It really wasn't my intention to base multiple Hebrew school lessons this year around repurposed undergarments. But sometimes this rabbinic life takes me into places I didn't exactly expect to go. Case in point: yesterday I found myself preparing for my fifth-through-seventh-grade class by standing in line at the local Dollar Store (not my favorite shopping destination, but this time it was suitably affordable for my needs) with a double armful of cheap white tube socks.
I wanted to teach my students about Shabbat. I knew I wanted to begin with a short conversation about who creates holiness, God or us. (Psst: both, together.) I knew I wanted to convey that Shabbat is the holiest day of the year and it happens each week; that on Shabbat, we who are made in God's image rest as Torah teaches that God rested on the seventh day of creation; that Shabbat is a day to stop doing and to just be, to be "human beings" instead of "human do-ings."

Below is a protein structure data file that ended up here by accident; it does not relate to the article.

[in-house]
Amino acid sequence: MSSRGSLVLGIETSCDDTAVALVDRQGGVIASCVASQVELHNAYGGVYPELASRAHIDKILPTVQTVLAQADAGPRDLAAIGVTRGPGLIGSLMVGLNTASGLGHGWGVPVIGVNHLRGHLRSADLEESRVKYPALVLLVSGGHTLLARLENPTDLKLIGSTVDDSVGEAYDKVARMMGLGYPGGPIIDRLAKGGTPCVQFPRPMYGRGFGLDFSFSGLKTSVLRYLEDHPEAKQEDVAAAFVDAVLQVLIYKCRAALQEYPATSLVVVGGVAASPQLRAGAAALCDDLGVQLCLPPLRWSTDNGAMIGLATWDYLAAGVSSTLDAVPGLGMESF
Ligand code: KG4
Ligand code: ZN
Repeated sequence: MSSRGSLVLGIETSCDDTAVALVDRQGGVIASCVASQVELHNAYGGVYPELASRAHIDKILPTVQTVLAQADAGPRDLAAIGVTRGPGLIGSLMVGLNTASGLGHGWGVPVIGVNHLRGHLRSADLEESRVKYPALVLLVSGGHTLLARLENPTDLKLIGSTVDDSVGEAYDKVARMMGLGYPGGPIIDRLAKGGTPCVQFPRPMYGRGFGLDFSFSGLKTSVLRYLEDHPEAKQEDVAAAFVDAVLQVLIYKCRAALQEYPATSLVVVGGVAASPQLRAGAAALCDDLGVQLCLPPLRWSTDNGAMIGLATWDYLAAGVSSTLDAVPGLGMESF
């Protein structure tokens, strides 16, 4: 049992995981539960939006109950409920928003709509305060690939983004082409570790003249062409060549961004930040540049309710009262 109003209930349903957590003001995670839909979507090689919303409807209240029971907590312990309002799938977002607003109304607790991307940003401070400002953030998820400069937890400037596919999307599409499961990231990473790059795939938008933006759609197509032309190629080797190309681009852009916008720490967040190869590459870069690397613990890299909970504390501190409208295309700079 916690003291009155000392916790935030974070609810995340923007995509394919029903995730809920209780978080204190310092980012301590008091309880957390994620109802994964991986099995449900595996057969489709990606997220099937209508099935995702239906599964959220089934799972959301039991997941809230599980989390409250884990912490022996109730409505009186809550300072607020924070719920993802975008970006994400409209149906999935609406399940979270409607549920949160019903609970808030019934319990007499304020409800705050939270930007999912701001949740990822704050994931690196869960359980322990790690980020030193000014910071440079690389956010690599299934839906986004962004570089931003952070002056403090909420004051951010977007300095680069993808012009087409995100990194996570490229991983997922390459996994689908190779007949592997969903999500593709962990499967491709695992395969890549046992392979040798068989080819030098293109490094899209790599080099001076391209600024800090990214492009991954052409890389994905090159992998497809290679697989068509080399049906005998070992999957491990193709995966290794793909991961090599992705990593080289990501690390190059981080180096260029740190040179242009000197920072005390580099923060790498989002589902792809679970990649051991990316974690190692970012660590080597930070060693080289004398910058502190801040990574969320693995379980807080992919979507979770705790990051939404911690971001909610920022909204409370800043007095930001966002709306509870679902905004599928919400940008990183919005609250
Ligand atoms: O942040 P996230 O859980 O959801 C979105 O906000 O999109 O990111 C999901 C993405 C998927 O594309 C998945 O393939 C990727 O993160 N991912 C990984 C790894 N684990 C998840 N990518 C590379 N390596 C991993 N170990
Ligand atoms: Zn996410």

In years past, I haven't been wholly satisfied with our conversations about different Jewish ways of understanding the commandment to rest and not do work. One year I taught a lesson about the 39 forms of labor which are traditionally understood to be prohibited on Shabbat, but it was hard to connect those to my students' lived experiences. It's too easy for them to start seeing Shabbat practices as deprivations, instead of as opportunities for connection, holiness, a different state of mind.
I know that most of my students have cellphones. And I'm pretty sure that if I suggested to them that they turn off their phones every Shabbat, they would balk. (As might their parents.) What I wanted instead was to get them thinking not about whether they use technology on Shabbat, but how they use it. For instance: is there a difference between using one's phone to call a friend and connect, vs. using one's phone to play a solitary game which keeps one disconnected from the world?
If nothing else, I thought there might be some interesting fodder for conversation.
So I decided to make and decorate cellphone bags. Not with an eye toward shaming my kids for using their phones on Saturdays, but with an eye toward shifting how they use those phones on that special day. (And even if they don't actually use the bags most of the time, maybe the act of making them would be a consciousness-raiser.) The challenge was, I don't have a very large education budget, and I didn't want to spend money on fancy cellphone cases which I wasn't even sure the kids would use.
Enter the tube socks.